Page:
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Issue 02

Editorial: Art is hard

Dave Beldman

Art is hard.” That is the message my family and I encountered graffitied on a bridge while on a walk recently in the beautiful Dundas Valley of Hamilton, Ontario. I am not an artist, but the words spoke to me. To a certain extent, we are all artists, honing some kind of craft, whether scholarship, music, accounting, construction, farming, home making and so on. I seem to be in good company in thinking this, because Herman Bavinck once wrote, “In human beings themselves, there are not two or three capabilities that work apart from each other; the works that we produce have this in common: they are the revelation of our ability and to that extent are all ‘art’” (Essays on Religion, Science, and Society, 254). The very best products of our craft, our “art,” may seem at first glance effortless but in reality often entail hard work and gruelling effort (Malcom Gladwell popularized the idea that it takes 10,000 hours to reach elite levels in a given area or practice).

Take the first issue of The Big Picture for example. From the design to the contents it all seems so elegant and effortless such that it might be easy to miss the fact that the sixty-six pages of the magazine represent countless hours of downright hard work (not least on editing and design, but also the years of study, work and experience that inform the products of our authors and artists). This begs the question: Why do it? Why put in this kind of effort into a magazine that features everything from medicine to music, film to finances, preaching to poetry, spirituality to sports, education to economics, math to motorcycles (and much more)? Answer: At The Kirby Laing Centre we have a sense of the big picture of the gospel. We want to celebrate that and hope the magazine will inspire you the readers to glimpse this vast perspective on life and encourage you to reimagine the nooks and crannies of life and the creation as places where Christ plays.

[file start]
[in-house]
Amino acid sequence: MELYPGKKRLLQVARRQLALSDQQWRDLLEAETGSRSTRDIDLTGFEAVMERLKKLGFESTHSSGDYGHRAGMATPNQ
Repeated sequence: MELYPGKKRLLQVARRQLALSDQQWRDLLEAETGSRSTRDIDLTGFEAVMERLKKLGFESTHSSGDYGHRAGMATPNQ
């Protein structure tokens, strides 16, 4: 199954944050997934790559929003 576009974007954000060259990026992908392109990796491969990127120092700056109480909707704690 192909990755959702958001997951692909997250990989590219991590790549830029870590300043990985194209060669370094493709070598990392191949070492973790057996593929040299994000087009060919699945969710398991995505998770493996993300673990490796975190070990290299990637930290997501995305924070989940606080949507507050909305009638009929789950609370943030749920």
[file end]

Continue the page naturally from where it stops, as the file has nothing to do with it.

In this issue of The Big Picture we have articles featuring the Dutch theologian Herman Bavinck (1854-1921) and the British pastor-theologian John Stott (1921-2011). The reason is because this year marks 100 years since the death of Bavinck and since the birth of Stott. Bavinck’s theological work is powerful and as relevant today as it was in the context in which he was writing it. He also wrote thoughtfully on a myriad of topics like science, evolution, social relationships, economics, psychology, education, aesthetics and politics. Why did he do it — why did a theologian put all this effort into areas that don’t seem very theological? Answer: He had a sense of the big picture of the gospel.

Similarly, John Stott was convinced that Scripture and the Christian faith does and indeed must speak into the issues of our day. He published many theological works and a host of biblical commentaries. He advocated a “double-listening” approach to reading the Bible. As we listen intently to Scripture while at the same time listening attentively to our culture, we put ourselves in the best position to allow Scripture to come to bear on the issues of our day. For Stott, all of life was to be lived for Christ and he had a truly global vision. Why did he do it—why did he work so tirelessly in his ministry to disciple Christians for holistic service to Christ? Answer: He had a sense of the big picture of the gospel. 

Art is hard. We hope you enjoy this second edition of The Big Picture. (Be on the lookout for lovable critters like chickens called Hildegard, Gertrude and Meaghan, and a wonderful rabbit named Beau). We hope all the hard work our contributors put into the articles, poetry, art (like the real kind!) will inform, stimulate and inspire you. We hope it deepens and maybe even expands your sense of the big picture of the gospel and how you might live more fully into that.